People presenting with Acquired Immunodeficiency Syndrome (AIDS) have increased risk for cancers.
, non- Hodgkin’s lymphoma
and cancer of the cervix
should be suspected when they present with lesions that do not resolve. These patients have lowered immunity; hence viruses that cause cancer grow easily in them. The presence of the above mentioned three cancers in HIV patients indicates that they have progressed to a more serious stage of the disease. These cancers are termed as "AIDS defining malignancies
." Hodgkin disease, multiple myeloma, and cancers of the lung, skin and digestive system are also often seen in HIV patients, but their presence does not indicate that the person is suffering from AIDS. They are termed as "non-AIDS defining malignancies."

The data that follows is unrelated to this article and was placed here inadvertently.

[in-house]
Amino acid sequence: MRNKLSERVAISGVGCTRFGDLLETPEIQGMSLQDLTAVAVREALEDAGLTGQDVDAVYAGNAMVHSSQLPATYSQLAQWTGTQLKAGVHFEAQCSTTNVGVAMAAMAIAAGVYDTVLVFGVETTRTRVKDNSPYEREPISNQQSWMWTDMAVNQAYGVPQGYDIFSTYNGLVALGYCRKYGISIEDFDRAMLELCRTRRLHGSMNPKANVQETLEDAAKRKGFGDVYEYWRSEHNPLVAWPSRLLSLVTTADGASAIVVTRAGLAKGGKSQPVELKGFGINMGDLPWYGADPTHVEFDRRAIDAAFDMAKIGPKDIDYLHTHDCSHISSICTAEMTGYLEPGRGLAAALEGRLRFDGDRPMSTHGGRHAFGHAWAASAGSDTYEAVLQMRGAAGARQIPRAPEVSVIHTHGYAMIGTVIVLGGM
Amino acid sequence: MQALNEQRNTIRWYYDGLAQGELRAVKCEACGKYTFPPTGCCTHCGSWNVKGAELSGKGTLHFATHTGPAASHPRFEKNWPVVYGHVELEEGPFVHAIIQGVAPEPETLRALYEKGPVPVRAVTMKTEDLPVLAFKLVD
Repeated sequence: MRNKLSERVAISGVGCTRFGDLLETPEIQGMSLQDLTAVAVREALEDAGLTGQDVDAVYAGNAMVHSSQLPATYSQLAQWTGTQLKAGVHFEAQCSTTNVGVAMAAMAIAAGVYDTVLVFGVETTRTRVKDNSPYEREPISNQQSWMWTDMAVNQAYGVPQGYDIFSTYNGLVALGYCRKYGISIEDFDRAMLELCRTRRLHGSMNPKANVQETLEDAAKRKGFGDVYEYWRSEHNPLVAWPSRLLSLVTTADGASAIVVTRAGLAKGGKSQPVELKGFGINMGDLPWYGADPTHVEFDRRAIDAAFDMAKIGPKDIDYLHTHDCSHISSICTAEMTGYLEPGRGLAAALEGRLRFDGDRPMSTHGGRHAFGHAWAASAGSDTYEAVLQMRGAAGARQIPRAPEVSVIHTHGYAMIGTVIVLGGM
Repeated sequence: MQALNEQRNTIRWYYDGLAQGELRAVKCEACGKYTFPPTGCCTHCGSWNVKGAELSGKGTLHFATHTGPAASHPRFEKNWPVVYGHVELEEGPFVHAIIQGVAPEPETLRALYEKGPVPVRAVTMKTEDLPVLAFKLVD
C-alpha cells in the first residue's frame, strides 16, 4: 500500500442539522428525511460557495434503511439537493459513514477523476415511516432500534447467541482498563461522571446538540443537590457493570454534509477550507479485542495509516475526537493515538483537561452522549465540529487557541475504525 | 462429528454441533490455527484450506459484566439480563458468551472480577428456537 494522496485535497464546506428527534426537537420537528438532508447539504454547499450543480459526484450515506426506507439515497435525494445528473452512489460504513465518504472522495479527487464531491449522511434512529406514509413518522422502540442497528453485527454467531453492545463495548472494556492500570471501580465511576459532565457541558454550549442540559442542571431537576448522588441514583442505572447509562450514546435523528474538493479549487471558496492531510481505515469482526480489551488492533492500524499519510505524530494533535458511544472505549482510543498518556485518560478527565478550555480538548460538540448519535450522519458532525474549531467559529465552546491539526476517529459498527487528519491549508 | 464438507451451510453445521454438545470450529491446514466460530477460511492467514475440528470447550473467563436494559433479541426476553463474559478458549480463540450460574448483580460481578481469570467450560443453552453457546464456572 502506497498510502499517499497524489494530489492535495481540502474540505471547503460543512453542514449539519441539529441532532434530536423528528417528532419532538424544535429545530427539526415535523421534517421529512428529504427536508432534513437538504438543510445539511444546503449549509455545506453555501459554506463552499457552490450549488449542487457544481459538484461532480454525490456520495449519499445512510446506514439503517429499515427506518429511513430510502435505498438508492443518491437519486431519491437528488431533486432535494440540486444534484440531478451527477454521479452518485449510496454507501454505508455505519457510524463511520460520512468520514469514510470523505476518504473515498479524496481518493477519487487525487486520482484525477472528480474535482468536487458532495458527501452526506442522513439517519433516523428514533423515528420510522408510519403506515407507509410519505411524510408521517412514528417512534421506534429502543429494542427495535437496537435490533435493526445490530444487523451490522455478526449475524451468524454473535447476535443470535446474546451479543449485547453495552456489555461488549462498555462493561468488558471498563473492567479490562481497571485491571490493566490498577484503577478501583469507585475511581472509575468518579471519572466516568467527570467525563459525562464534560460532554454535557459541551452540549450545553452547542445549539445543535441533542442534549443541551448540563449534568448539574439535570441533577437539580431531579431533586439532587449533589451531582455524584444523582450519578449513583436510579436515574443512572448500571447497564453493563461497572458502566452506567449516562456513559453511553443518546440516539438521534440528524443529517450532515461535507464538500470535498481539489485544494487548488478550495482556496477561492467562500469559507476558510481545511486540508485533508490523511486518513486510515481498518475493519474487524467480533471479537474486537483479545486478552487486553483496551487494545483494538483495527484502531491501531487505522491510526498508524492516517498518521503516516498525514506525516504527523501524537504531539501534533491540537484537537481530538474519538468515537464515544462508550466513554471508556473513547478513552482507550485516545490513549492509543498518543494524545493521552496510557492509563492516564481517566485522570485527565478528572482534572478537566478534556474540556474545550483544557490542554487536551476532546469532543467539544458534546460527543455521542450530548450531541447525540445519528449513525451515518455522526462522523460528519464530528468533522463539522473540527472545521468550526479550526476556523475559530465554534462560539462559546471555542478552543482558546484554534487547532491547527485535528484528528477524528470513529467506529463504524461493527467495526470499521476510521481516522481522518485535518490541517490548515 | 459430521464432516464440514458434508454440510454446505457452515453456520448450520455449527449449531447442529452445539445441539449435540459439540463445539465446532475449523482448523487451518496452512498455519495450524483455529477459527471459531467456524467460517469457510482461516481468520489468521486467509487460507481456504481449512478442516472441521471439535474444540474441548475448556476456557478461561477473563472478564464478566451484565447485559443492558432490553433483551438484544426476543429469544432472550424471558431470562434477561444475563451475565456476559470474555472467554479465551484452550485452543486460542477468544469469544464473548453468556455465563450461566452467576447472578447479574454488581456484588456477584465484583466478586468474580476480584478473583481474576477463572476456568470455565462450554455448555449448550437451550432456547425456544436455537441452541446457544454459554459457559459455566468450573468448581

In India there is a different spectrum of HIV associated malignancies. Kaposi’s sarcoma is relatively rare whereas cervical cancer incidence is higher.
Treatment of cancers is more difficult in HIV patients since they have lower immunity and tend to suffer more side effects of medications. With newer combination of drugs being used to treat HIV patients, the incidence of Kaposi’s sarcoma and non-Hodgkin’s lymphoma has come down. However, with the increase in life span, the non-AIDS defining malignancies are on the rise and should be watched for.